There are a handful of other constitutional issues that constitutional experts and some politicians would like to see modified - such as the present practice of holding multiple mandates - but President Chirac wants to 'keep it simple,' as well as quick.

The President's TV declaration, which was broadcast in prime time jointly on TF1 and France-2, was criticised for his lukewarm approach to the issue.

I don't know if he was expected to trumpet "Quinquennat! Rah! Quinquennat! Rah-rah!" instead.

Even though France has gone through enough 'Republics' to be experienced with inventing new versions, therephoto: rue des artistes are some more or less latent sectors of society who fondly remember the monarchy - as well as political figures who prefer 'no change' - if not an outright return to previous versions of the 'Republic.'

The obscure Rue des Artistes, in a slumbering 'village' part of Paris.

If all goes well, the 'nays' can have their say all summer long when the French will be occupied with important affairs - their holidays - and in September, when everybody feels pretty optimistic, then the French will vote 'Oui' for the Quinquennat.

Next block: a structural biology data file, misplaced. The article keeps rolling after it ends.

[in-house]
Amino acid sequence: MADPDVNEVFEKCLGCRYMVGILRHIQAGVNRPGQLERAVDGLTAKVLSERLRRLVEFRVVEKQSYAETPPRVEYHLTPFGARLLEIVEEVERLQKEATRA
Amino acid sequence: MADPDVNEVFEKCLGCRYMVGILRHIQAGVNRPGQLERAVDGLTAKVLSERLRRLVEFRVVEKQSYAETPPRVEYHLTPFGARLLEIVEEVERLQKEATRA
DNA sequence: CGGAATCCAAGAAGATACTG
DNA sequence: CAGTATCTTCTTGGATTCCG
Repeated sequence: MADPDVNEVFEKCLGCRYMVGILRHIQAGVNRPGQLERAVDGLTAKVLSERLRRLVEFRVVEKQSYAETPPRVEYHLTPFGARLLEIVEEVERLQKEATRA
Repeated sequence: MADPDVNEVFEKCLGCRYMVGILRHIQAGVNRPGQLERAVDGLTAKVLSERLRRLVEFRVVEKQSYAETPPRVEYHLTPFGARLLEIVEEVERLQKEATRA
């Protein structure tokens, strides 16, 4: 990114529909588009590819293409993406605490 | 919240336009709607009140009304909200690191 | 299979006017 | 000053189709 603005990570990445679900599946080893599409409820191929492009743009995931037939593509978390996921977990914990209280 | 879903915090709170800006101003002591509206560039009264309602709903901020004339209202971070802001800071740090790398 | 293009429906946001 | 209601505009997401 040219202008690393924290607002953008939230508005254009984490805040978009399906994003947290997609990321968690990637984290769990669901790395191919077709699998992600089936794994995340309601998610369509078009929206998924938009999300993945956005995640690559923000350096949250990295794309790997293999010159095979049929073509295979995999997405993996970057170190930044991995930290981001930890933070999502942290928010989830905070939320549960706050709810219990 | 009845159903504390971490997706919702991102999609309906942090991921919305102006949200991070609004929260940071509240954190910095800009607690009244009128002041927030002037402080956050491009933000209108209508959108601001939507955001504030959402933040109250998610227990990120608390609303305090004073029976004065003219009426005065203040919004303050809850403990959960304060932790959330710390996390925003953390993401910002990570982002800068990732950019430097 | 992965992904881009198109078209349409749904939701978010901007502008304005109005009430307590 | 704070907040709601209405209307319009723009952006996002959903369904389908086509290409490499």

If this happens, Jacques Chirac may well run for re-election; secure in the knowledge that he will have time left after a shortened second term to become a permanently 'sockless' ex-president.

This helps out Prime Minister Lionel Jospin too. Both men have high popularity ratings, but Jacques Chirac is probably a bit too popular now to be beaten for re-election. Then, after another five year term, Lionel Jospin will still be young enough get his chance.

Johnny Sells Out Free Concert

On Saturday night there was standing room only on Paris' Champ de Mars for Johnny Hallyday's 'gift' concert for his fans, to celebrate his 40 years of French rock-and-rolldom.